american men's studies Association

advancing the critical study of men and masculinities  

2022 (virtual) Interdisciplinary Conference on Men and masculinities


University of Washington Tacoma

june 14-16

Registration is Now Open

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Contact us at with any questions

Land Recognition and Call to Action

The University of Washington Tacoma recognizes that all of us at UW Tacoma learn, live, and work on or near the ancestral homeland of the Coast Salish people. In particular, our campus is situated on the current and traditional land of the Puyallup. And we also want to acknowledge the lands of the Muckleshoot, Nisqually, Suquamish, Duwamish, and all other traditional lands we may reside on. As people on these occupied territories, we acknowledge the land, the ancestors who have cared for this land since time immemorial, and all of our Native and Indigenous connections today. We also acknowledge the histories of dispossession and forced removal that have allowed for the growth and survival of this nation and institution. In light of this history, we have a responsibility to take active efforts to partner with our Native and Indigenous community members and neighbors to seek justice as we continue our work together as a community of learners, leaders, and educators. (

Conference Theme

Attending to Our Commitments

Masculinities' Intersections with Theory & Practice

Building on the innovative presentations and lectures given at the 2021 virtual conference, the 2022 conference theme calls for a continuation of grappling with the theoretical and methodological underpinnings of our work. The conference theme invites reflection and critique of the theories developed and applied within critical studies of men and masculinities - whether that be in scholarship, practice, or the classroom. It emphasizes the desire and need to attend to our commitments, to think about them seriously, and to develop the field in concert with our allied disciplines, theories, and methods. We encourage proposals that think outside of disciplinary boundaries and build dialog between and among various fields and theories.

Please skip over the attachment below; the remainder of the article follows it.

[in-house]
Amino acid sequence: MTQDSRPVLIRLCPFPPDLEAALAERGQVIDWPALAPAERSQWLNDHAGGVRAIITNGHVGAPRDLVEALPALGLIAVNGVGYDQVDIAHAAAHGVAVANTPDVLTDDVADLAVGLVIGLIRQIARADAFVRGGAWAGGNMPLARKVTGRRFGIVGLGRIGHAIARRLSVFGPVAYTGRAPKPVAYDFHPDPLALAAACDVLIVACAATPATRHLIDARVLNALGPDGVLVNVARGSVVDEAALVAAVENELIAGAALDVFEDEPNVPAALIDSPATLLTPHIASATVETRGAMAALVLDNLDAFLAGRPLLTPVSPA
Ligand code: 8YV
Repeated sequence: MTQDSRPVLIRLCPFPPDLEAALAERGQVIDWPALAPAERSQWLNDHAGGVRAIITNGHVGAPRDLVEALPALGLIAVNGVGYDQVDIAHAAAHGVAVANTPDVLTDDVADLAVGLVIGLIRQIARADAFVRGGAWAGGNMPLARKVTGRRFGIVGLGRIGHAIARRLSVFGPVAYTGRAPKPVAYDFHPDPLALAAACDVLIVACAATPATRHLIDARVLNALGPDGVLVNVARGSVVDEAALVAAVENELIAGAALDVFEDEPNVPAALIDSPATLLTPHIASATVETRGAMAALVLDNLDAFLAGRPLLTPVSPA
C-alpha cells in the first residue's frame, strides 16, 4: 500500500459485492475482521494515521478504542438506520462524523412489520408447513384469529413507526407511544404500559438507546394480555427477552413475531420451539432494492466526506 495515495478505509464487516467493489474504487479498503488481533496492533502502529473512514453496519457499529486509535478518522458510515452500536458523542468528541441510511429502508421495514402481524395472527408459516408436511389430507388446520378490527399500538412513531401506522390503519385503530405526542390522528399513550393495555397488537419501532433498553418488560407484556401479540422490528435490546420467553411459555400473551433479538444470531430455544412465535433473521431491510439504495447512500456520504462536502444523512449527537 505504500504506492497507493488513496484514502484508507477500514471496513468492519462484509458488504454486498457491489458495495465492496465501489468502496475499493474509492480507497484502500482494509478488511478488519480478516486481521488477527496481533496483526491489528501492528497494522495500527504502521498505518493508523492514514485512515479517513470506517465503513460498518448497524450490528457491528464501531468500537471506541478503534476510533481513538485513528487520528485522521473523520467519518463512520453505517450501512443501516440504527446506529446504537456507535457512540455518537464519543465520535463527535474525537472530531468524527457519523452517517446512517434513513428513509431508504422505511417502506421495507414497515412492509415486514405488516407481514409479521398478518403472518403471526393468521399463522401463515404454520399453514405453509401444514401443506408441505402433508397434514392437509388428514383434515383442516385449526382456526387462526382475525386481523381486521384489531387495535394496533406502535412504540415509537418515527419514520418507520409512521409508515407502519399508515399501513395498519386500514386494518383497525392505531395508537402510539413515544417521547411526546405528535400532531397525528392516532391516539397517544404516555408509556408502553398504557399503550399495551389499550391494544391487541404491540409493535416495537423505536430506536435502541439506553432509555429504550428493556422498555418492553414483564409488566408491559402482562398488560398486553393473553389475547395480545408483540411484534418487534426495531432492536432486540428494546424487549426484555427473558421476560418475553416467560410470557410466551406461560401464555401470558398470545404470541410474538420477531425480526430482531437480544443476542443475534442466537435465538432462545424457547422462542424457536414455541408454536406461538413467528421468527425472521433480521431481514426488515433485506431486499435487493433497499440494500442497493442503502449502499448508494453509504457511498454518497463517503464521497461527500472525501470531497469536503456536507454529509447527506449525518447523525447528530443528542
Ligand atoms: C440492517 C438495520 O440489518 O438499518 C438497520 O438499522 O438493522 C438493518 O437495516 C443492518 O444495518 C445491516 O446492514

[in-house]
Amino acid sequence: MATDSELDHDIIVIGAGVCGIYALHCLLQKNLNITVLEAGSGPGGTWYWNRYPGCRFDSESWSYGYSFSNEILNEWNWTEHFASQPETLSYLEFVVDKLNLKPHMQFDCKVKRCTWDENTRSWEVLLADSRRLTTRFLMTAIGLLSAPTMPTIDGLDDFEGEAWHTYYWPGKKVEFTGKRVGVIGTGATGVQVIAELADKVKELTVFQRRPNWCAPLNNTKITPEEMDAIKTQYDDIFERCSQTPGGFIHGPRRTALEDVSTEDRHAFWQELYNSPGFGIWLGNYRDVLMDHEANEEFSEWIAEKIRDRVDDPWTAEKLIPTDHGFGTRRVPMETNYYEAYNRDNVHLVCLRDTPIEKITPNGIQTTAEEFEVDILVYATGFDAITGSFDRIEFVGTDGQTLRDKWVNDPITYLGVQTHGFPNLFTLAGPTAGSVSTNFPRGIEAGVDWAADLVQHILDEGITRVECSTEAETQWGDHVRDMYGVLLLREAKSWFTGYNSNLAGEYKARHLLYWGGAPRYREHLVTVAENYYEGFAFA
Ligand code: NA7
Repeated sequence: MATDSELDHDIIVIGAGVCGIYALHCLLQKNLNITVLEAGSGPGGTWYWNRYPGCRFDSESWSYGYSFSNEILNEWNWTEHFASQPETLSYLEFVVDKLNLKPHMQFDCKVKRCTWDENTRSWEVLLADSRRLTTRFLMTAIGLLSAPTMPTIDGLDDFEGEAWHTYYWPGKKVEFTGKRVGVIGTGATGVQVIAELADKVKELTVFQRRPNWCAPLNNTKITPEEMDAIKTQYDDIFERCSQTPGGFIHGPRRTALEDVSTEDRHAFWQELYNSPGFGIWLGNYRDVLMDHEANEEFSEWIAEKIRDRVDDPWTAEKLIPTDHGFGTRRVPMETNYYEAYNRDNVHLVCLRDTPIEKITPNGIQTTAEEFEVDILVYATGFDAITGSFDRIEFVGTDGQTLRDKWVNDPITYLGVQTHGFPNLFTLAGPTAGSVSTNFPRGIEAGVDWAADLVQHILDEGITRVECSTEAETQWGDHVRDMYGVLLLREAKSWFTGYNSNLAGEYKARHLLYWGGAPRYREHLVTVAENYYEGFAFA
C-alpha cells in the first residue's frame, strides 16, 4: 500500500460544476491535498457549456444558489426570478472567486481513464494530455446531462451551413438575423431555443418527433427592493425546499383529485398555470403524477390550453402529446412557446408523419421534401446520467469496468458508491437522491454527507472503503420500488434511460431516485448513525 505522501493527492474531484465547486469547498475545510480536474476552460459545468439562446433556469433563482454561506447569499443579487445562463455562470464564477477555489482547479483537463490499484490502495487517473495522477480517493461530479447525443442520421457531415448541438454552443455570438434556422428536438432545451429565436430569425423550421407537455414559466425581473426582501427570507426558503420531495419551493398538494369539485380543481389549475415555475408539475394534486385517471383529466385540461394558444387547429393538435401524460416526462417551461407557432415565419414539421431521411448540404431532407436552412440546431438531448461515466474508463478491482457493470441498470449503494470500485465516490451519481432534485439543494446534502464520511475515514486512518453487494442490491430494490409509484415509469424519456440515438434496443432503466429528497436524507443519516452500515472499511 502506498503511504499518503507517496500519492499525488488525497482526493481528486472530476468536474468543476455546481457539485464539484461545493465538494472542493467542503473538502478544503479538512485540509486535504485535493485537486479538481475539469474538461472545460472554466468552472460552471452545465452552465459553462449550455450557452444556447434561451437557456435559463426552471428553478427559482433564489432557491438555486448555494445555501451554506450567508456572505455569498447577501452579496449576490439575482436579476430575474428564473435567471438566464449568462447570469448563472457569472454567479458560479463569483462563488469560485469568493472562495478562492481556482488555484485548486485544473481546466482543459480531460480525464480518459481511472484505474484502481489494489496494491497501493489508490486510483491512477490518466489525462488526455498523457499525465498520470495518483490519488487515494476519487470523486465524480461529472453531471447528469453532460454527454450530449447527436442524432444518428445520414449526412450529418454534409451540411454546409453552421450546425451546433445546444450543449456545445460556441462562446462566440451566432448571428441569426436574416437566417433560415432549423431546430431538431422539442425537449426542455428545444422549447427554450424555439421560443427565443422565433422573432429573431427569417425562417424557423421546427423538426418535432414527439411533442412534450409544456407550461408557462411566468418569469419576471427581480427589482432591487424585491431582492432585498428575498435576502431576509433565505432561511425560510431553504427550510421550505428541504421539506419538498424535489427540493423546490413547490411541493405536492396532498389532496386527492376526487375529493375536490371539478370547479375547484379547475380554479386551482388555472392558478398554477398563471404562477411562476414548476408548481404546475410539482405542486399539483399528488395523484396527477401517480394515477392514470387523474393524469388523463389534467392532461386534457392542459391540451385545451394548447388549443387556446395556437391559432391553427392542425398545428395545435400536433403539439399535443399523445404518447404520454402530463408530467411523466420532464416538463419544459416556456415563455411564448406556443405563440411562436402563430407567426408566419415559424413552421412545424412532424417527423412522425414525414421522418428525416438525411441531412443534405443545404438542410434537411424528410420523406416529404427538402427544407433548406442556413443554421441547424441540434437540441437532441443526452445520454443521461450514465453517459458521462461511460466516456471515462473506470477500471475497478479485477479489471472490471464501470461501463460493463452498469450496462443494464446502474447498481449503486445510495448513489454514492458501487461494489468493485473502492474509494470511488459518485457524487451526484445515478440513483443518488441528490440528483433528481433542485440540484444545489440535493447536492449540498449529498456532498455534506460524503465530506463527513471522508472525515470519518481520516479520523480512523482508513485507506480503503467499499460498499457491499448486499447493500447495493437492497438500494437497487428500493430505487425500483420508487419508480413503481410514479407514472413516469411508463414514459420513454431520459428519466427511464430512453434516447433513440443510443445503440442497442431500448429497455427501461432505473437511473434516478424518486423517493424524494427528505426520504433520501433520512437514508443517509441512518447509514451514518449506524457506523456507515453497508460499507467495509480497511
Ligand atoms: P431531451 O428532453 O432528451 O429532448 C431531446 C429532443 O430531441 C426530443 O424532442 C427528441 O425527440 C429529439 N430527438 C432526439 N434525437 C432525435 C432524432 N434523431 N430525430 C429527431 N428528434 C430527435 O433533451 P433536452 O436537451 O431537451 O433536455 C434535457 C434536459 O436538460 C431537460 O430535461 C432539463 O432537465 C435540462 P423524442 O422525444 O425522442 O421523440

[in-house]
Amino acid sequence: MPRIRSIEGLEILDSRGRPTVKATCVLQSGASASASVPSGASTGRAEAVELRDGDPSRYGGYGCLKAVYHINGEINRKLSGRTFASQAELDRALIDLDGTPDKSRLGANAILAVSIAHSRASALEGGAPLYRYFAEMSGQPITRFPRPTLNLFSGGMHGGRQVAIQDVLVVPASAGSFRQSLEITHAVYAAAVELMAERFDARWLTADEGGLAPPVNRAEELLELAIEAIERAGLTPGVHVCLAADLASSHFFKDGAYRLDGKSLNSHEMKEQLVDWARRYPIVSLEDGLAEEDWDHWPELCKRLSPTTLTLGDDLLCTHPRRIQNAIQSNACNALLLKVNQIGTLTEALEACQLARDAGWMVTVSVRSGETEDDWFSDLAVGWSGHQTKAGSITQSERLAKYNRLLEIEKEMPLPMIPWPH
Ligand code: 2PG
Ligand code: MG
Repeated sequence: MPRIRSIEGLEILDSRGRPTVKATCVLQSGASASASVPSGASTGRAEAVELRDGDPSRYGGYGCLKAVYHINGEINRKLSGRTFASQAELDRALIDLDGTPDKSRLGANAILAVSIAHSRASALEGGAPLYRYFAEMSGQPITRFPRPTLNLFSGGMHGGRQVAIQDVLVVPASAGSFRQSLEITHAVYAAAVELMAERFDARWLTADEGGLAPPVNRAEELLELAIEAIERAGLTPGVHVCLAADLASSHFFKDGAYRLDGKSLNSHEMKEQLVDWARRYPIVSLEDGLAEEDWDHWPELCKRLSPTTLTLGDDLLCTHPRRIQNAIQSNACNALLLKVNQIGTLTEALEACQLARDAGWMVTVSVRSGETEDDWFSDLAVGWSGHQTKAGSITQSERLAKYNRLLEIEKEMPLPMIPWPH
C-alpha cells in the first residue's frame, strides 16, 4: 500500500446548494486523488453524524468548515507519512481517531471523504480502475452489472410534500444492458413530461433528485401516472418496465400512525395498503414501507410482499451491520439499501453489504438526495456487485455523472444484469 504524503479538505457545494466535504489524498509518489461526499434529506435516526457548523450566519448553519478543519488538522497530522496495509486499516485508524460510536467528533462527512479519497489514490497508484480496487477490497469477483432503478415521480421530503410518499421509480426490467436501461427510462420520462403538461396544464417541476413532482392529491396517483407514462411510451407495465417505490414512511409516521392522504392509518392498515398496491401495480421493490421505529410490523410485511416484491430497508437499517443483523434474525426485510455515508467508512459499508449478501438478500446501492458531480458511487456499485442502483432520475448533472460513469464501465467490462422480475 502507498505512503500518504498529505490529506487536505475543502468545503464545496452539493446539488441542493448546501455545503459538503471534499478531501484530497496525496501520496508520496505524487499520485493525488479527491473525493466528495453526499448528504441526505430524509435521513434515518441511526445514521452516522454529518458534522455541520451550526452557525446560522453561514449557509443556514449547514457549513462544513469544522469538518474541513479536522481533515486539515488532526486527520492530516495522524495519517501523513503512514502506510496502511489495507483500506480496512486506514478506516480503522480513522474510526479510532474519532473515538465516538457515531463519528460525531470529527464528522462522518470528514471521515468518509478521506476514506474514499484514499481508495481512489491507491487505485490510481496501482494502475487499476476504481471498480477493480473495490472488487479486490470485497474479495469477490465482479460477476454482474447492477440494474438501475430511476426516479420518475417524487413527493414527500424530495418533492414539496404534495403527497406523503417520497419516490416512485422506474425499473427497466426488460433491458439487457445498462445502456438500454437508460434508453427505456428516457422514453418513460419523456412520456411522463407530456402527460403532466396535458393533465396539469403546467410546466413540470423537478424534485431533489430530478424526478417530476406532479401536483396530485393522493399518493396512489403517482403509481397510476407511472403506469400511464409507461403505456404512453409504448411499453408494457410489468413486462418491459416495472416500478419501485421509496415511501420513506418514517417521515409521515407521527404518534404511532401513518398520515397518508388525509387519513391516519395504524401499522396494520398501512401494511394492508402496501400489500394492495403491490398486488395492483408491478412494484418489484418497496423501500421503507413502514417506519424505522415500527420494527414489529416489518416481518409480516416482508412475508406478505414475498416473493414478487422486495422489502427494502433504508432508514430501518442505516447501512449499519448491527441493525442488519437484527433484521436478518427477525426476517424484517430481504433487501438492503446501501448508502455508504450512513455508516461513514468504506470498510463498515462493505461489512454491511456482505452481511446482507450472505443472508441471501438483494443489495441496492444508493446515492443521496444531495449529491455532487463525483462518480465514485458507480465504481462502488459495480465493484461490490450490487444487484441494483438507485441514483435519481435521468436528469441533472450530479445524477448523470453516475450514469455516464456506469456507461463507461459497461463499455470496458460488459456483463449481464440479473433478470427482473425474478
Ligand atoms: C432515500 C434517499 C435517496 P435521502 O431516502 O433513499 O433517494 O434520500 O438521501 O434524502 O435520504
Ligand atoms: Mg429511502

Schedule at a Glance

(all times in USA PDT; UTC -7)


Monday, June 13


Meet the Authors


Researching with Impact

Day 1

Tuesday, June 14


90-minute Workshops


3-hour Workshop


3-hour Workshop




Members Meeting


Conference Opening and Awards Ceremony


Keynote Address

Day 2

Wednesday, June 15


Concurrent Session I


Concurrent Session II




Concurrent Session III


Keynote Address


Poster Session

Day 3

Thursday, June 16


Concurrent Session IV


Concurrent Session V


Conference Closing

Sam Femiano Lectures in Men's Studies

Dr. Sam McKegney is a settler scholar of Indigenous literatures and Professor and Head of the English Department at Queen’s University in the territory of the Haudenosaunee and Anishinaabe Peoples. He has published three books—Carrying the Burden of Peace: Reimagining Indigenous Masculinities through Story (University of Regina Press, 2021), Masculindians: Conversations about Indigenous Manhood (University of Manitoba Press 2014), and Magic Weapons: Aboriginal Writers Remaking Community after Residential School (University of Manitoba Press 2007)—and articles on such topics as masculinity, environmental kinship, prison writing, and mythologies of hockey. He is a researcher with the Indigenous Hockey Research Network.

Dr. Marlon B. Ross is professor of English at the University of Virginia, where he has taught since 2001, and previously professor of English and African American & African Studies at the University of Michigan. He is the author of Sissy Insurgencies: A Racial Anatomy of Unfit Manliness (Duke University Press, forthcoming 2022), Manning the Race: Reforming Black Men in the Jim Crow Era (New York University Press, 2004), and The Contours of Masculine Desire: Romanticism and the Rise of Women's Poetry (Oxford University Press, 1989), as well as a variety of articles and essays on queer and gender theory, masculinity studies, literary historiography, 20th-century African American literature and culture, and 18th and 19th-century British literature. He is currently completing a book entitled The Color of Manhood: Black Masculine Imaginaries across the Civil Rights Era, as well as a co-edited volume with K. Ian Grandison entitled Race, Space, and Culture: Essays on Cultural Theory and the Built Environment. He has been awarded a John Simon Guggenheim Fellowship, a Lilly Endowment Undergraduate Teaching Fellowship, a Faculty Award for Distinguished Graduate Mentoring, and Excellence in Education and Excellence in Research Awards from the University of Michigan.

Loren Frankel Memorial Scholarship

Graduate and undergraduate students accepted to present a paper or poster at the annual AMSA conference are eligible for the Loren Frankel Memorial Scholarship award.

Submit your application to by May 10th, 2022.

Applications must include:

  • A brief bio (no more than 100 words)
  • The title and abstract of the paper or poster accepted for presentation at the AMSA conference
  • A brief description of the importance of your project to your professional and intellectual development (no more than 250 words)

Best Paper Award

This year, the Board of Directors is thrilled to continue our tradition of the AMSA Best Paper Award. This award will be given to showcase the high quality of papers presented at the conference.

In order to be considered for this award, please submit a completed draft of your paper to by May 15th, 2022.

Two prizes will be awarded: One will be awarded to Associate, Full, and Emeriti Professors; and another prize to Students adn Early Career Researchers, including Assistant Professors and individuals outside of higher education.

The winners will be announced during the conference.

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